“A fundamental problem in the financial markets right now – a problem that’s often traced to the failure of Lehman Brothers last month – is the breakdown of trust. Because financial institutions don’t “trust” the solvency of other institutions and corporations, they aren’t willing to lend money. The end result is a frozen credit market. This is precisely what happened during the Great Depression. After Black Friday, the public lost confidence in the economy, and people began to hastily withdraw their money from banks. The result was a rash of bank failures, and an even larger push to withdraw cash. From 1929 to 1933, over nine thousand banks collapsed, leading to a loss of deposits worth over $6 billion. Because the normal bonds of economic trust were broken, a moderate recession became a devastating and deflationary depression.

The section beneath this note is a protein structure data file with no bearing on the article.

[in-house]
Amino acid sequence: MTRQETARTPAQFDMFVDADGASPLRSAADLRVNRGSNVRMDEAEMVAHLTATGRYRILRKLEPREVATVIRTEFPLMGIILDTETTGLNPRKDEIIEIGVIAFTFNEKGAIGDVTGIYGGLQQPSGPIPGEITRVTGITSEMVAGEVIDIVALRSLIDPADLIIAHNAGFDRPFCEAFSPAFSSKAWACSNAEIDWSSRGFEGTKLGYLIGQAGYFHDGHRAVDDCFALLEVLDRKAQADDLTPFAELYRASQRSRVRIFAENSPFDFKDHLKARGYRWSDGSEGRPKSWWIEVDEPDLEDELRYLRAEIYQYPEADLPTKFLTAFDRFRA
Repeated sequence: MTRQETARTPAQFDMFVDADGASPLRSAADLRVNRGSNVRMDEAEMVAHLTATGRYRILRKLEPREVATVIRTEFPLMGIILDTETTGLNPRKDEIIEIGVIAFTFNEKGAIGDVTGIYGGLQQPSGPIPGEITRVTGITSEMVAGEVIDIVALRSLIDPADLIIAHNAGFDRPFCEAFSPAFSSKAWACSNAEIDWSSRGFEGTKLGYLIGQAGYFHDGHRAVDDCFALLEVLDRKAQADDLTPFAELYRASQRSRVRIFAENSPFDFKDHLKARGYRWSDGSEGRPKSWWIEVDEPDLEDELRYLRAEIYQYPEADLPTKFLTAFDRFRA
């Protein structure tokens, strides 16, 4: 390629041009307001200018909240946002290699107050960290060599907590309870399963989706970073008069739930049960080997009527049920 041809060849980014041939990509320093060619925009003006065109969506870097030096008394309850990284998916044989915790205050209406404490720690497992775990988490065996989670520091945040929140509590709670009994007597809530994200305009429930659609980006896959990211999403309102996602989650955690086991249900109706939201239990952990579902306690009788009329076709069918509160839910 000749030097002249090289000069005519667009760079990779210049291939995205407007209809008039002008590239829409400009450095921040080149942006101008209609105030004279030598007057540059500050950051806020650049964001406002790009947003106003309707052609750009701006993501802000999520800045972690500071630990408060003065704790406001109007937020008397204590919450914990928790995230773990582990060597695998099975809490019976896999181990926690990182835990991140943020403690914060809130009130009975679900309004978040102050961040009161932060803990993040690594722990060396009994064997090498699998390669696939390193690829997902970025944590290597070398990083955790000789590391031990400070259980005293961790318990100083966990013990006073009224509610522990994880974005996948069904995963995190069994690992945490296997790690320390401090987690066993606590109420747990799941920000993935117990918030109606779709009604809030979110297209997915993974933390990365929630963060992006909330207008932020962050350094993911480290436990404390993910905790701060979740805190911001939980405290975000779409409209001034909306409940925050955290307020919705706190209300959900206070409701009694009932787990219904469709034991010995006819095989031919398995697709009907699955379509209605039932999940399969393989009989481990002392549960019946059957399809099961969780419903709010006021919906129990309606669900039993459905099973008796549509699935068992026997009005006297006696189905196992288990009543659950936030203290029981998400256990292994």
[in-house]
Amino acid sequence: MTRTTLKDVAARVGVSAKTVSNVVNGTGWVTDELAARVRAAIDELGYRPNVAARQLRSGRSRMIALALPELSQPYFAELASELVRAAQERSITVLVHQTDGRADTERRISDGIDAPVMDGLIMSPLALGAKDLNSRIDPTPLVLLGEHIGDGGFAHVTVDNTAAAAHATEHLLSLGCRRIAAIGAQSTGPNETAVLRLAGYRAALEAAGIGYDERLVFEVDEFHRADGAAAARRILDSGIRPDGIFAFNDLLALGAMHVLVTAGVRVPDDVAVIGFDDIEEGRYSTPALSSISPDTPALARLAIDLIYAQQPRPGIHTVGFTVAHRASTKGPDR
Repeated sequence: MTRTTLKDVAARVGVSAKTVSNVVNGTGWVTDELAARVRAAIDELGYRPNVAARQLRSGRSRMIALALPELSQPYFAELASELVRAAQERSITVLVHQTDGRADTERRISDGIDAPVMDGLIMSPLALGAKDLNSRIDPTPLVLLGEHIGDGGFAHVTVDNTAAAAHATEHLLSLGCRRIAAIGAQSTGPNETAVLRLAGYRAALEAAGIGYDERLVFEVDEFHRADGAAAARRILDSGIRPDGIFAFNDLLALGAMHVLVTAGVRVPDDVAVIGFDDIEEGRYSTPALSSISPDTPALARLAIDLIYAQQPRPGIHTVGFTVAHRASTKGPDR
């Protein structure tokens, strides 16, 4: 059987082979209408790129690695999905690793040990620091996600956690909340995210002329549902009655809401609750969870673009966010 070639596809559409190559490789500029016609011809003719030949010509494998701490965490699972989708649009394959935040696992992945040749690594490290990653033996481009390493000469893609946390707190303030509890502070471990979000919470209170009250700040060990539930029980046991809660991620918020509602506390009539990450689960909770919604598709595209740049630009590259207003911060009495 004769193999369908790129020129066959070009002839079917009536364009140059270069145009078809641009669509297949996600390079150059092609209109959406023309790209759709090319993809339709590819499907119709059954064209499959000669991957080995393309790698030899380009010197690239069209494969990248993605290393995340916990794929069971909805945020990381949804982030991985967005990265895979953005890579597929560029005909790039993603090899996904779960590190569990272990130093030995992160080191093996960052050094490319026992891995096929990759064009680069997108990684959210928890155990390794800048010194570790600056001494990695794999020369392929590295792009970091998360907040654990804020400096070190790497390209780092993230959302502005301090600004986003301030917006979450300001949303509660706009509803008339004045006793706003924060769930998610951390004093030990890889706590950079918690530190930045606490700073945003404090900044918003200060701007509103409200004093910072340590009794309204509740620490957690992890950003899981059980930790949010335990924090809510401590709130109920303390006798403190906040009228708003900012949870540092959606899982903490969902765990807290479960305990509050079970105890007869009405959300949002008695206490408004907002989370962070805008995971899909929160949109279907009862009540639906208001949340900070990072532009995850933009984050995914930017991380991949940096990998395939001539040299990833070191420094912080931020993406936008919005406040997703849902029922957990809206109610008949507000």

But what triggers the breakdown of trust?”
(via The Frontal Cortex)
(Related: “Loss Aversion and the Stock Market”. And the follow-up to “The Giant Pool of Money”, “Another Frightening Show About the Economy” via This American Life. This excellent show goes into detail about exactly what happened to cause the mess we’re in. Thanks Stewart!)
October 10, 2008 at 10:15 am
I think even those with no background in economics suspect that money is a swindle. The lack of trust is fundamental to the entire system of usury.
October 14, 2008 at 10:59 pm
Well one thing that triggers distrust is just how trilions of dollars can disappear and then reappear.
Oh yeah, it’s just smoke and mirrors.
[and calculated extortion]